Photographer turned hotelier Oksana Kurenbina took inspiration from the work of local artists for the 25 rooms at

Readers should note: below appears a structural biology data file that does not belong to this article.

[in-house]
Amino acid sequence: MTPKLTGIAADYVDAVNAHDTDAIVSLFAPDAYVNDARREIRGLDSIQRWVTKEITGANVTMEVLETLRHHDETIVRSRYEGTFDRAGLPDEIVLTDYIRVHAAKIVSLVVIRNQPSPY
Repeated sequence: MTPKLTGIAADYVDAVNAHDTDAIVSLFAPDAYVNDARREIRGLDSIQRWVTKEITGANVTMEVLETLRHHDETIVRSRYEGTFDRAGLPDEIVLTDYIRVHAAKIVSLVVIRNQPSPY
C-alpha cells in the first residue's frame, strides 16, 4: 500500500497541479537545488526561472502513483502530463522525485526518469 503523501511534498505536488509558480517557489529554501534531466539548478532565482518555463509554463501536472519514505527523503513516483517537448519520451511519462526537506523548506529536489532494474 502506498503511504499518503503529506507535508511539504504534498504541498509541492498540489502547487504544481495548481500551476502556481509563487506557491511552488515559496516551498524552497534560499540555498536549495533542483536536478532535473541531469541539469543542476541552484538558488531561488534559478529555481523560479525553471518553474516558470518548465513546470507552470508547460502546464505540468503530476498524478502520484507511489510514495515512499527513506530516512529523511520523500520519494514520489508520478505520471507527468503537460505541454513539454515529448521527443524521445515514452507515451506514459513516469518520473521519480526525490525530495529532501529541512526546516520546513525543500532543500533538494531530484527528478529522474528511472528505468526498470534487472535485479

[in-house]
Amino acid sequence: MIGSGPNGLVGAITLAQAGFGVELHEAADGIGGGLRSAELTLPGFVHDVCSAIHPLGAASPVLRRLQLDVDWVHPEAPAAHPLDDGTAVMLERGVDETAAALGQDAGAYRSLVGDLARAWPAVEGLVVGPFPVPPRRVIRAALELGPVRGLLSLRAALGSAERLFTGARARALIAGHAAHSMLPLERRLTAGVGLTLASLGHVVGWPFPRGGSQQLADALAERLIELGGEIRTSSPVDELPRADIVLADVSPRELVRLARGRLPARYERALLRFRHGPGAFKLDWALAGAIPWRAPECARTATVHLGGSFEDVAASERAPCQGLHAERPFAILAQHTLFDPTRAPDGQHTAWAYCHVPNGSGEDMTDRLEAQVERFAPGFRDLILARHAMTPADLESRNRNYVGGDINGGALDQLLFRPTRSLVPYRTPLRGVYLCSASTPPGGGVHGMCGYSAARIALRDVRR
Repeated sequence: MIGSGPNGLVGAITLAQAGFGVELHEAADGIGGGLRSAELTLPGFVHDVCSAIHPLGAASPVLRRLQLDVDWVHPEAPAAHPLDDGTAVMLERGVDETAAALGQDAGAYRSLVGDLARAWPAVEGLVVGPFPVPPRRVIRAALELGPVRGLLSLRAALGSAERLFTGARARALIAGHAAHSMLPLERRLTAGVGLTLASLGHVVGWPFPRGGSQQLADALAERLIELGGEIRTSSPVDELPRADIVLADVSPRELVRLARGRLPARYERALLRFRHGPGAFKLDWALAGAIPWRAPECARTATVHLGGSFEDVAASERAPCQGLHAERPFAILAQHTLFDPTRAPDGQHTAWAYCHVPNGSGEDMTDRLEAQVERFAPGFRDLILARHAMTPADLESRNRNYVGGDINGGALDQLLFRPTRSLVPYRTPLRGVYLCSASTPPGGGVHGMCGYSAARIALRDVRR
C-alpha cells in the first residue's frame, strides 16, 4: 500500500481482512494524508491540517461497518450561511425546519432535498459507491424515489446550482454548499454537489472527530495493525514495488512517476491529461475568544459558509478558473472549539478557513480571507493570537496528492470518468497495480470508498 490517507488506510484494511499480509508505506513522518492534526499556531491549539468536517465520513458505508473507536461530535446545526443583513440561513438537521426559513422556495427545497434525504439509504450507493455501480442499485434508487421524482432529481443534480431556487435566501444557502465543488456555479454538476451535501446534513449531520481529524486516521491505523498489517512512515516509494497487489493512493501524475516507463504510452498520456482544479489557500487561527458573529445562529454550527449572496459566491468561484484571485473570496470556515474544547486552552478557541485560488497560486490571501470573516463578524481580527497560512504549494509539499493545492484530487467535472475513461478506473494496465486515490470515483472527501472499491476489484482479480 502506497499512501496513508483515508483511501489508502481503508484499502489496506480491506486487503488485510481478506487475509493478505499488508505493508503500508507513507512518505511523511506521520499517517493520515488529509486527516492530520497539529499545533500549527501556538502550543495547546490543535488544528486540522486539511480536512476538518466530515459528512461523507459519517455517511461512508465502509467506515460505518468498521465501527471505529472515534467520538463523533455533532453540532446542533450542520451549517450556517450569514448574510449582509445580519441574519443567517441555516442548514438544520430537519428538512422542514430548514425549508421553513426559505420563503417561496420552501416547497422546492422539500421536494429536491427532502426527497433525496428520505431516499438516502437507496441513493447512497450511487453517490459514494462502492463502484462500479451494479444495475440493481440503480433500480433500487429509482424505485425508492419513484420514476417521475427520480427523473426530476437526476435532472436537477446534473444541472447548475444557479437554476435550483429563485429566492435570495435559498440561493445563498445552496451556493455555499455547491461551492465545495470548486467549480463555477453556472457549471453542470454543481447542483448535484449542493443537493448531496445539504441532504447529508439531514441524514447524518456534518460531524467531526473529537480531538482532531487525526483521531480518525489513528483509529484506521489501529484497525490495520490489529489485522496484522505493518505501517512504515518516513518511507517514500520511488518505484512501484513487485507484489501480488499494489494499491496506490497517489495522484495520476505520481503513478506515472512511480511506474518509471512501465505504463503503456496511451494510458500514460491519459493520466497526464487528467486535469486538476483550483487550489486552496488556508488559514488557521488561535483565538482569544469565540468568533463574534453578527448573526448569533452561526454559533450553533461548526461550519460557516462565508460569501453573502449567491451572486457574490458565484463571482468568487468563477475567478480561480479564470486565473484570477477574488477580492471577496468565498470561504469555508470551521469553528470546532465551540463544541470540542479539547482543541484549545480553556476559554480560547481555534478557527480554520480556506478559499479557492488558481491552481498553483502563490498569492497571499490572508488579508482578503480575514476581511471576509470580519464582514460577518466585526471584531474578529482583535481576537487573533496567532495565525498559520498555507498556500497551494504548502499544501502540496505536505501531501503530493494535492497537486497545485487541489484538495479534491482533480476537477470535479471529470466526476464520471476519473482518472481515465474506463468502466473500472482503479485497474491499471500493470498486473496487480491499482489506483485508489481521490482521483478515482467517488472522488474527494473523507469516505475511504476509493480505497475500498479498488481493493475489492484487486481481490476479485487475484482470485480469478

Great Value Antique Hotel Rachmaninov (5 Kazanskaya Ul.; 7-812/571-7618; hotelrachmaninov.com; doubles from $132), a hub for creative types that occupies two sprawling floors of a Soviet-era apartment building just off Nevsky Prospekt, St. Petersburg’s main promenade. Across the Moika Canal, the newly opened W St. Petersburg (6 Voznesensky Prospekt, 877/946-8357; whotels.com; doubles from $306), the brand’s first foray into Eastern Europe, features 137 modern rooms with floor-to-ceiling windows, and lamps in the shape of gilded disco balls, all set in a 19th-century building. This corner near the Hermitage is also home to the laid-back, five-room Casa Leto B&B (34 Bolshaya Morskaya Ul.; 7-812/600-1096; casaleto.com; doubles from $289), which has an Italian residential style. Guests share a small living room and a dining area stocked with French and Australian wines and are attended to by the friendliest staff in town (most unusual in Russia). But if a fresh take on czarist glamour seems like a better fit, request one of the 17 new Terrace rooms at the 1875 landmark Grand Hotel Europe (Nevsky Prospekt, 1/7 Mikhailovskaya Ul.; 7-812/329-6888; grandhoteleurope.com; doubles from $370), overlooking Mikhailovsky Palace. At the hotel’s Art Nouveau lobby bar—once frequented by Dostoyevsky—order your vodka neat, the way the locals do. And just across the Neva River on Vasilyevsky Island, one of the city’s up-and-coming arts neighborhoods, the Finnish owners behind Sokos Hotel Palace Bridge (2-4 V. O. Birzhevoi Per.; 7-812/335-2200; sokoshotels.fi; doubles from $318) are banking on their nautical rooms to lure travelers off the beaten path.